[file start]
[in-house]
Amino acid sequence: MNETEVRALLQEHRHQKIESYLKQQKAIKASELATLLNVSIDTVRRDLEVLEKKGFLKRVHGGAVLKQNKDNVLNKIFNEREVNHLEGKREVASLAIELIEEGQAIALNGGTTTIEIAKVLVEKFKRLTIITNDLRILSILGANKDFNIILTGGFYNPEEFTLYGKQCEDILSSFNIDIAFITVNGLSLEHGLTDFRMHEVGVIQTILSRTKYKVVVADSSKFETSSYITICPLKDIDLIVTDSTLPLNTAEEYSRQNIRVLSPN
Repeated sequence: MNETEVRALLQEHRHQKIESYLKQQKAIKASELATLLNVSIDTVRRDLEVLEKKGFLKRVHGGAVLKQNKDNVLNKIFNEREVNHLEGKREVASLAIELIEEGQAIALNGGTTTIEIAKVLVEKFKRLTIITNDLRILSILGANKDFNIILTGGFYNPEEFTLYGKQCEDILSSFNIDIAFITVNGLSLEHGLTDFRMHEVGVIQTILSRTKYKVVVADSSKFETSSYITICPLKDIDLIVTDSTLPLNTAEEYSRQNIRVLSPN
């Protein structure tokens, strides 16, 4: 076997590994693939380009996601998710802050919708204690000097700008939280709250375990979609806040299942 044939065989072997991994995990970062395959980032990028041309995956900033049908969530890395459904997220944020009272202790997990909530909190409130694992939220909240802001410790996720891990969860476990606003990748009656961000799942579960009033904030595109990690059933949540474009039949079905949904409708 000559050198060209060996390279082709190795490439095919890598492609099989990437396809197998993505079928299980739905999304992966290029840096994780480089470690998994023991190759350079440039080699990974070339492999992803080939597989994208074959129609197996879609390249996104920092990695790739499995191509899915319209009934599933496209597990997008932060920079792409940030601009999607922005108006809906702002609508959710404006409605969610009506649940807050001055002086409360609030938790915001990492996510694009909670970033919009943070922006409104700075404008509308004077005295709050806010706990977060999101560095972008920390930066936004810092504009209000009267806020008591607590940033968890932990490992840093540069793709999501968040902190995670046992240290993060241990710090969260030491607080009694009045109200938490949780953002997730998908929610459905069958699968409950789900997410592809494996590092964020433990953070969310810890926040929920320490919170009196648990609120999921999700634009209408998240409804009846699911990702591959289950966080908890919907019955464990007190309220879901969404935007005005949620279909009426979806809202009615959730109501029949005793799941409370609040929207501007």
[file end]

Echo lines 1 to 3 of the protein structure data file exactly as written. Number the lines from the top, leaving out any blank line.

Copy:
[in-house]
Amino acid sequence: MNETEVRALLQEHRHQKIESYLKQQKAIKASELATLLNVSIDTVRRDLEVLEKKGFLKRVHGGAVLKQNKDNVLNKIFNEREVNHLEGKREVASLAIELIEEGQAIALNGGTTTIEIAKVLVEKFKRLTIITNDLRILSILGANKDFNIILTGGFYNPEEFTLYGKQCEDILSSFNIDIAFITVNGLSLEHGLTDFRMHEVGVIQTILSRTKYKVVVADSSKFETSSYITICPLKDIDLIVTDSTLPLNTAEEYSRQNIRVLSPN
Repeated sequence: MNETEVRALLQEHRHQKIESYLKQQKAIKASELATLLNVSIDTVRRDLEVLEKKGFLKRVHGGAVLKQNKDNVLNKIFNEREVNHLEGKREVASLAIELIEEGQAIALNGGTTTIEIAKVLVEKFKRLTIITNDLRILSILGANKDFNIILTGGFYNPEEFTLYGKQCEDILSSFNIDIAFITVNGLSLEHGLTDFRMHEVGVIQTILSRTKYKVVVADSSKFETSSYITICPLKDIDLIVTDSTLPLNTAEEYSRQNIRVLSPN